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AFRC leadership visits combat comm rodeo

  • Published
  • By Tech. Sgt. Samantha Mathison
  • 960th Cyberspace Wing

ROBINS AIR FORCE BASE, Ga. – Lt. Gen. Richard Scobee, chief of the Air Force Reserve and commander of Air Force Reserve Command, and Chief Master Sgt. Timothy White Jr., senior enlisted advisor to the chief of the Air Force Reserve and command chief master sergeant of AFRC, visited the 55th Combat Communications Squadron, April 29.

The 55th CBCS was participating in the Total Force Expeditionary Communications Rodeo, hosted by the 5th Combat Communications Group here.

The rodeo, over the course of two weeks, provided an opportunity for units in combat communications across the Air Force to gather in a joint environment and practice their skills in a simulated deployed location.

Staff Sgt. Michael Barnes, 55th CBCS cyber transport technician and rodeo participant, said that the rodeo consisted of specialized classes, training scenarios, equipment tests and running though the set-up and tear down of a forward operating base.

However, the best benefit, according to Barnes, was the opportunity to network.

“Coming together like this allows us to network with Airmen in other combat communications units,” he said. “Our shared experiences here will allow us to roll into a deployment already having connections and to already be like family.”

Another benefit of the rodeo was the sharing and exchange of job knowledge and techniques.

According to Airman First Class Marquel Cummings, 55th CBCS cyber transport technician and first-time rodeo participant, learning from others in real-time scenarios showed how there could be more than one solution to any given problem.

“A lot of people have different experiences and different solutions,” Cummings said. “I saw how other units approached problems differently and in a way that never would’ve occurred to me. Now I know and I can use that.”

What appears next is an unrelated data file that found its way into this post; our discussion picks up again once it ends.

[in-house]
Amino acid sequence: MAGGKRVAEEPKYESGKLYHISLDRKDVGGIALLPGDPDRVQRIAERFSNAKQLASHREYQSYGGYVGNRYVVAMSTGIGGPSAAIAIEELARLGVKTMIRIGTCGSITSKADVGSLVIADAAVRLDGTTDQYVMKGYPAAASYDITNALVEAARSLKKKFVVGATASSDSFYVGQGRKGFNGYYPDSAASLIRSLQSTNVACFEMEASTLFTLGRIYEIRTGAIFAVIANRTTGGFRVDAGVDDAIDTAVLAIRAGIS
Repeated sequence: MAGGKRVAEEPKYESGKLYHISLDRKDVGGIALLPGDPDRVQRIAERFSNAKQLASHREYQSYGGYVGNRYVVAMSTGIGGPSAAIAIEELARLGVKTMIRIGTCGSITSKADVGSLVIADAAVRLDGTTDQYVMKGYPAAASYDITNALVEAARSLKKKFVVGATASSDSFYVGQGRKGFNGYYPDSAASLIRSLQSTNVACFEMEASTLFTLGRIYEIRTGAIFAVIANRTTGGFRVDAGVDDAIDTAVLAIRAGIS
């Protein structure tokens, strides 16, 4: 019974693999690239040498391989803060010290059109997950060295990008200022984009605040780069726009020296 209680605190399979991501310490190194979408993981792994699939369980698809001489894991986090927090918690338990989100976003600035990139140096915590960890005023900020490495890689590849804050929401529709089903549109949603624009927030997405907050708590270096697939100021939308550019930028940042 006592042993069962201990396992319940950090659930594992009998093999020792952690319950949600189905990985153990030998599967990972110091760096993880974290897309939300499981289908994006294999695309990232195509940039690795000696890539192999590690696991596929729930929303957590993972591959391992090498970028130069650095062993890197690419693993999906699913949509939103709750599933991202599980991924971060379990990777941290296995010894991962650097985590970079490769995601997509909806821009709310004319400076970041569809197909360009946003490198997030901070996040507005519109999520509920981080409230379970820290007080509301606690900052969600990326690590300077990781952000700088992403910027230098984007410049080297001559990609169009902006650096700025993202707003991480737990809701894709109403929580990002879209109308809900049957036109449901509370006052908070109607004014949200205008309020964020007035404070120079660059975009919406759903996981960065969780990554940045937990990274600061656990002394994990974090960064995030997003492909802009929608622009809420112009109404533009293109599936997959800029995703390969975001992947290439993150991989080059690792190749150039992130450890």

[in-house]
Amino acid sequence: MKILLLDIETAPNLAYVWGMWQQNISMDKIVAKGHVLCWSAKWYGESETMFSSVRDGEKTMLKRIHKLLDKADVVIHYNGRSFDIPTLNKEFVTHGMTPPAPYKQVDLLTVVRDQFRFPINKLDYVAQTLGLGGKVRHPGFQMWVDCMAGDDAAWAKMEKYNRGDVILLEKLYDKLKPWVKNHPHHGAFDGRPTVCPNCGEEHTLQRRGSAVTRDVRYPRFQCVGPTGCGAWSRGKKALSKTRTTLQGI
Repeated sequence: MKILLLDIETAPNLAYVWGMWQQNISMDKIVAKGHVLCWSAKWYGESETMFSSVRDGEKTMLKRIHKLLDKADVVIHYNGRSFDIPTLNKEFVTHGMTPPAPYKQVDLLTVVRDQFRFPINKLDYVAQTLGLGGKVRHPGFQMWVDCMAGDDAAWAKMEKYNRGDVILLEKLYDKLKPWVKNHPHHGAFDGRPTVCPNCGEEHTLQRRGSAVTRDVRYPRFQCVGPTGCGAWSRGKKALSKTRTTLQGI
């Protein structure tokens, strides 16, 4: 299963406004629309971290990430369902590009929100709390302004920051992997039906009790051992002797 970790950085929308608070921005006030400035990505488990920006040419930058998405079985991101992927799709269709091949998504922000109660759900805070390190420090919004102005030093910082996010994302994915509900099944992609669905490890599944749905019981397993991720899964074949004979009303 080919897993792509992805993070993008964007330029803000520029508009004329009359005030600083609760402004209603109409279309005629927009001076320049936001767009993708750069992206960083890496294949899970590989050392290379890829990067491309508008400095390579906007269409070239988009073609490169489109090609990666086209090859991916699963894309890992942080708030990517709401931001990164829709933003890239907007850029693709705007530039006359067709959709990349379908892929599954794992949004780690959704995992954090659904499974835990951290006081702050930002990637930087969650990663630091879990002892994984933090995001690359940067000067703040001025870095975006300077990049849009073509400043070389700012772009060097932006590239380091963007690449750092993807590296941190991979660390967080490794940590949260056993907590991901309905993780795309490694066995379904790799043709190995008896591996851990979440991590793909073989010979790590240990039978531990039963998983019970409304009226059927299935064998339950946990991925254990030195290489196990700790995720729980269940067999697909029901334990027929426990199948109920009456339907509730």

The rodeo culminated in a visit from the two AFRC senior leaders.

During the visit, Scobee emphasized the importance of combat communications by relaying a story from one of his deployments to the Airmen in attendance.

“When I was in the Gulf War back in 1991, as we set up operations, we made the mistake of thinking that bringing in airplanes was the most important thing,” Scobee said. “It took us two weeks before we could turn a wheel because we did not have communications set up there. That was when I realized, okay, get a viable runway and set up communications. That’s the way it’s got to be.”

Scobee also took the time to recognize high performers in the rodeo for excellence.

Tech. Sgt. James Marsh and Senior Airman Dezhane Lastrapes, 35th Combat Communication Squadron from Tinker Air Force Base, Oklahoma, and Staff Sgt. Joshua Cloud, 23rd Combat Communications Squadron from Travis Air Force Base, California, each received a coin and handshakes from Scobee and White.

Cummings was also a recipient of recognition and a coin from Scobee, after delivering a job brief and answering questions on his role in the combat communications rodeo.

“We make sure everyone and all of the equipment are able to communicate properly in order to sustain mission operations,” Cummings said. “I feel like he understood the importance of our job and how hard we work to make it happen.”

According to Lt. Col. Colin Williams, 55th CBCS commander, the rodeo was a one-of-a-kind exercise that brought together Guard, Reserve and active-duty combat communications units in a simulated deployed location.

“Working with our Total Force partners, we were able to exercise our relationship before we get sent downrange in a real world contingency,” Williams said. “The Airmen of the 55th CBCS, 35th CBCS and 23rd CBCS did an outstanding job over these past two weeks and represented the Reserve community extremely well.”

Other units in attendance were as follows:

Air Force active-duty units; 1st Combat Communications Squadron, 5th Combat Communications Support Squadron, 52nd Combat Communications Squadron and the 85th Engineering Installation Squadron

Air National Guard units; 282nd Combat Communications Squadron and the 283rd Combat Communications Squadron